• Let’s give credit to Dabo Swinney for being able to avoid the heartbreakers. Tommy Bowden finished on a 1-7 skid in one-score games at Clemson. Swinney has won has last five one-score games.

• TCU is a strange case, aided by the Horned Frogs defensive dominance of the Mountain West. The Frogs have played only 16 one-score games in the last five seasons. Five have come in bowl games (TCU is 3-2), six came in the first year in the Big 12 (3-3).

• BYU is 14-6 in close games, which is mighty impressive. But consider that Bronco Mendenhall and the Cougars won 14 consecutive one score games from 2007-10.

• New Louisiana Tech coach Skip Holtz is a strange case. He went 10-4 in one-score games in his last two seasons at East Carolina in 2008-09. Then, he won six of his first nine close games at USF. But the Bulls squandered second-half lead after second-half lead to lose eight of their last 10 close games in 2011-12. That skid doomed Holtz at USF, but he’s still 18-15 overall in one-score games in the last five seasons.

• With its triple option offense, it’s not shocking Navy has played more close games than most, going 18-12 under Ken Niumatalolo in those games. Niumatololo’s predecessor, Paul Johnson, has gone 15-12 in one-score games at Georgia Tech, also running the option.

Teaser:
Kansas State's Bill Snyder owns staggering record in one-score games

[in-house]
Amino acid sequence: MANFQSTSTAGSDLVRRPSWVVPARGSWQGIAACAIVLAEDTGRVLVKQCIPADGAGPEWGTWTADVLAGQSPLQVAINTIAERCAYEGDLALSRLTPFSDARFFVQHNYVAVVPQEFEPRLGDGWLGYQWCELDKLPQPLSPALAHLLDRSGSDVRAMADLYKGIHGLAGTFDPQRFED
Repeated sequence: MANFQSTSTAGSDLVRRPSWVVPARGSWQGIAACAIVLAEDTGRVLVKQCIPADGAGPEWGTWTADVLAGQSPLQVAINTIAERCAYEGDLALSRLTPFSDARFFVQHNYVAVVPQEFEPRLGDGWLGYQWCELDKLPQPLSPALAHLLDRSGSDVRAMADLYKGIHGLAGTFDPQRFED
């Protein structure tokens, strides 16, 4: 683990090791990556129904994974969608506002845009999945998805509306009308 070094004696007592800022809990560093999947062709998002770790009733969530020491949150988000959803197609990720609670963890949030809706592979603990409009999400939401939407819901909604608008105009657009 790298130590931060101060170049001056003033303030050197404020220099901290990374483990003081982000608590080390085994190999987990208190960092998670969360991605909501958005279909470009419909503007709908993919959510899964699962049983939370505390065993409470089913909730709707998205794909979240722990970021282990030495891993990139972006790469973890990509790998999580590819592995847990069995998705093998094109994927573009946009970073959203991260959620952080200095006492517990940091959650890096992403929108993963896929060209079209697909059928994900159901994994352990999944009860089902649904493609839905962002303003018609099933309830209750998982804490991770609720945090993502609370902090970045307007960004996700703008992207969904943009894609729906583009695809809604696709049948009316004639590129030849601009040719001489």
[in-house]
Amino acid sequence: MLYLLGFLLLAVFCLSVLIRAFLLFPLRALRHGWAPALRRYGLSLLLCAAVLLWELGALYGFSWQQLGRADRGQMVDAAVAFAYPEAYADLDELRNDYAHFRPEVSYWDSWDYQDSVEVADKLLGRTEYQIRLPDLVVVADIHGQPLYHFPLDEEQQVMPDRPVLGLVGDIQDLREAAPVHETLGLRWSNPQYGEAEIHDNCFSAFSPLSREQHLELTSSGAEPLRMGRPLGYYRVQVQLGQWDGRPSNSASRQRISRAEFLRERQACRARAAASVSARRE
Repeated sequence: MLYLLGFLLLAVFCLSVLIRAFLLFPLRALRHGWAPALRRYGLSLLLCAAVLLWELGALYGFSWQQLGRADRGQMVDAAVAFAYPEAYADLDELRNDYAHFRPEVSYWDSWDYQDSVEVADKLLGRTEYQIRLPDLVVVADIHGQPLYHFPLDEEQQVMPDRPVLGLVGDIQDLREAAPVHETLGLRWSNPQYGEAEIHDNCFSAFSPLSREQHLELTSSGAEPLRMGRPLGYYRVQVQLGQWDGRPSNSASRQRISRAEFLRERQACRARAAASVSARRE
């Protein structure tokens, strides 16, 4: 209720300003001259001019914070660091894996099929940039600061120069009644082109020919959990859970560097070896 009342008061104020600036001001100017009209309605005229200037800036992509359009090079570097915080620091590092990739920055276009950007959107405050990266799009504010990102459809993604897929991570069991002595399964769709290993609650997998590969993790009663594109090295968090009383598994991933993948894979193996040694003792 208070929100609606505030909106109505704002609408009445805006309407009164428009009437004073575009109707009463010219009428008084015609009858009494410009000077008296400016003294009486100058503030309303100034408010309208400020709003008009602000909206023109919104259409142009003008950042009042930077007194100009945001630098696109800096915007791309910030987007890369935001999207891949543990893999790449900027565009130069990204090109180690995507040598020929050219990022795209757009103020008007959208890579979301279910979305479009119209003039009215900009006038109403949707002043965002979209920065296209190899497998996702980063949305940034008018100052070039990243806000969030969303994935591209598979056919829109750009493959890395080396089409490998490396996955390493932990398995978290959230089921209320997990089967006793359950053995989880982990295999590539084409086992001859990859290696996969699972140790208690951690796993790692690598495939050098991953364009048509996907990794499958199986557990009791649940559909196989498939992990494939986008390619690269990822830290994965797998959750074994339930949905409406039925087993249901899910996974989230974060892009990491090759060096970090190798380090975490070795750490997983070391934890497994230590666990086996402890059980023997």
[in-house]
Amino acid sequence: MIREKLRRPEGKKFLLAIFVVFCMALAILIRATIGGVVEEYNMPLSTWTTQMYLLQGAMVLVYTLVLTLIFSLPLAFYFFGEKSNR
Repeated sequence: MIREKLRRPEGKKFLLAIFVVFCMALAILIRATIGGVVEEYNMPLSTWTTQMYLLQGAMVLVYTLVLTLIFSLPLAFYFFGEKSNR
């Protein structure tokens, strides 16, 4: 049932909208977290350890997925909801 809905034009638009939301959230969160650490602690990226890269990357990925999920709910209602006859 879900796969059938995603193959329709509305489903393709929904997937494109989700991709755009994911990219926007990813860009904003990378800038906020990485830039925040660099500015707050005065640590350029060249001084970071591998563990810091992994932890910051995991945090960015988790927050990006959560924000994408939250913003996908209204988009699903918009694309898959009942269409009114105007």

Post date: Thursday, July 25, 2013 - 07:00
Path: /college-basketball/college-basketball-accs-top-transfers-freshmen-and-more-2013-14
Body:

The ACC will be defined by new faces more than most: Primarily the arrival of Syracuse, Pittsburgh and Notre Dame for 2013-14.

Beyond the arrival of one basketball power and two consistent Big East programs, the ACC will have a handful of key new players who could determine the league race in the upcoming season.

Freshmen, transfers, redshirted players and key guys returning from injury can define a season. Today, we start our series highlighting the impact new faces for each league, starting with the ACC.

Fans didn’t see a much from these players this past season, if they saw anything at all. In 2013-14, they could define a season.

Rodney Hood, Duke
Mississippi State transfer
Hood will be one of two forwards asked to fill a handful of spots on the court. The 6-8 sophomore displayed his versatility as a freshman at Mississippi State, where he averaged 10.2 points, 4.8 rebounds and 2.0 assists before the coaching change. Hood suffered an Achilles injury before the World University Games, but he’s expected to be healthy enough to contribute at shooting guard and both forward spots when he’s back.